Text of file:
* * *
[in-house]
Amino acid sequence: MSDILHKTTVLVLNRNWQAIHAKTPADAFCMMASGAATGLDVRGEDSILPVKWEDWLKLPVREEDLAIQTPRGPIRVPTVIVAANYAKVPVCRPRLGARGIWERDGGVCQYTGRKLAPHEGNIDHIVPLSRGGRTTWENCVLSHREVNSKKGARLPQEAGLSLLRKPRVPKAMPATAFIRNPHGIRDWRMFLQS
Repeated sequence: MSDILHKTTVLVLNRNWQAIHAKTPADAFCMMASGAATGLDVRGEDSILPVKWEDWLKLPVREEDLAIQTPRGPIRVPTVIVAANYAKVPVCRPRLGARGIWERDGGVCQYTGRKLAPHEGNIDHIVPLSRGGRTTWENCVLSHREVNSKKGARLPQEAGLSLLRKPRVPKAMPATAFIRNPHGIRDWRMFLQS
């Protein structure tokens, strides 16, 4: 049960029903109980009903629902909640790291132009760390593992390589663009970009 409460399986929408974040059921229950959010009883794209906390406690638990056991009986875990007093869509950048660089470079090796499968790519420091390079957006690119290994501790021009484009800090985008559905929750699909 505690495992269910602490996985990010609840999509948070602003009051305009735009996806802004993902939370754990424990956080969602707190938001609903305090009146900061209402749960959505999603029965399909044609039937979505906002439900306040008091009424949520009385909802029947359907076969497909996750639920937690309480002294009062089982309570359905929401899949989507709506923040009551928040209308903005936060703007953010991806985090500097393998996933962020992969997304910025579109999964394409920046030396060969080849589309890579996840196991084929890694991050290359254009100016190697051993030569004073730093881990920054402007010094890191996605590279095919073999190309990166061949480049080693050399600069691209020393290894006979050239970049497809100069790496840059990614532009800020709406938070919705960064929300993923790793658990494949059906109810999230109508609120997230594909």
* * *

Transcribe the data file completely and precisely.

[in-house]
Amino acid sequence: MSDILHKTTVLVLNRNWQAIHAKTPADAFCMMASGAATGLDVRGEDSILPVKWEDWLKLPVREEDLAIQTPRGPIRVPTVIVAANYAKVPVCRPRLGARGIWERDGGVCQYTGRKLAPHEGNIDHIVPLSRGGRTTWENCVLSHREVNSKKGARLPQEAGLSLLRKPRVPKAMPATAFIRNPHGIRDWRMFLQS
Repeated sequence: MSDILHKTTVLVLNRNWQAIHAKTPADAFCMMASGAATGLDVRGEDSILPVKWEDWLKLPVREEDLAIQTPRGPIRVPTVIVAANYAKVPVCRPRLGARGIWERDGGVCQYTGRKLAPHEGNIDHIVPLSRGGRTTWENCVLSHREVNSKKGARLPQEAGLSLLRKPRVPKAMPATAFIRNPHGIRDWRMFLQS
């Protein structure tokens, strides 16, 4: 049960029903109980009903629902909640790291132009760390593992390589663009970009 409460399986929408974040059921229950959010009883794209906390406690638990056991009986875990007093869509950048660089470079090796499968790519420091390079957006690119290994501790021009484009800090985008559905929750699909 505690495992269910602490996985990010609840999509948070602003009051305009735009996806802004993902939370754990424990956080969602707190938001609903305090009146900061209402749960959505999603029965399909044609039937979505906002439900306040008091009424949520009385909802029947359907076969497909996750639920937690309480002294009062089982309570359905929401899949989507709506923040009551928040209308903005936060703007953010991806985090500097393998996933962020992969997304910025579109999964394409920046030396060969080849589309890579996840196991084929890694991050290359254009100016190697051993030569004073730093881990920054402007010094890191996605590279095919073999190309990166061949480049080693050399600069691209020393290894006979050239970049497809100069790496840059990614532009800020709406938070919705960064929300993923790793658990494949059906109810999230109508609120997230594909």